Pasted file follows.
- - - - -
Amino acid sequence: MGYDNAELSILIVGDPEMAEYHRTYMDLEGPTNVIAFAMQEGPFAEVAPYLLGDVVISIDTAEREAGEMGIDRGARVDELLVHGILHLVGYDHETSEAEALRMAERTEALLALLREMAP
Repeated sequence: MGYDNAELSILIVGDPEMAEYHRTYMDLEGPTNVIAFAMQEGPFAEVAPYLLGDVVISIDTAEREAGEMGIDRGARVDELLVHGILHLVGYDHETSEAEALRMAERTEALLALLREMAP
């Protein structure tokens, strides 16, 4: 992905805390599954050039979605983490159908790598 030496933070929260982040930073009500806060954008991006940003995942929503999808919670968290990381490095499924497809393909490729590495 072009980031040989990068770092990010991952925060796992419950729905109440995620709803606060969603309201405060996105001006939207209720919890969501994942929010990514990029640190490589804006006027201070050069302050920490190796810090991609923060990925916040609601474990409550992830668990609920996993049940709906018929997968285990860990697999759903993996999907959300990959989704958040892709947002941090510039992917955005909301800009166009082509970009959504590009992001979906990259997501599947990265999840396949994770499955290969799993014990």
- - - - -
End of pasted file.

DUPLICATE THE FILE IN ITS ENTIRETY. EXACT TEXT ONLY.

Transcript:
Amino acid sequence: MGYDNAELSILIVGDPEMAEYHRTYMDLEGPTNVIAFAMQEGPFAEVAPYLLGDVVISIDTAEREAGEMGIDRGARVDELLVHGILHLVGYDHETSEAEALRMAERTEALLALLREMAP
Repeated sequence: MGYDNAELSILIVGDPEMAEYHRTYMDLEGPTNVIAFAMQEGPFAEVAPYLLGDVVISIDTAEREAGEMGIDRGARVDELLVHGILHLVGYDHETSEAEALRMAERTEALLALLREMAP
């Protein structure tokens, strides 16, 4: 992905805390599954050039979605983490159908790598 030496933070929260982040930073009500806060954008991006940003995942929503999808919670968290990381490095499924497809393909490729590495 072009980031040989990068770092990010991952925060796992419950729905109440995620709803606060969603309201405060996105001006939207209720919890969501994942929010990514990029640190490589804006006027201070050069302050920490190796810090991609923060990925916040609601474990409550992830668990609920996993049940709906018929997968285990860990697999759903993996999907959300990959989704958040892709947002941090510039992917955005909301800009166009082509970009959504590009992001979906990259997501599947990265999840396949994770499955290969799993014990």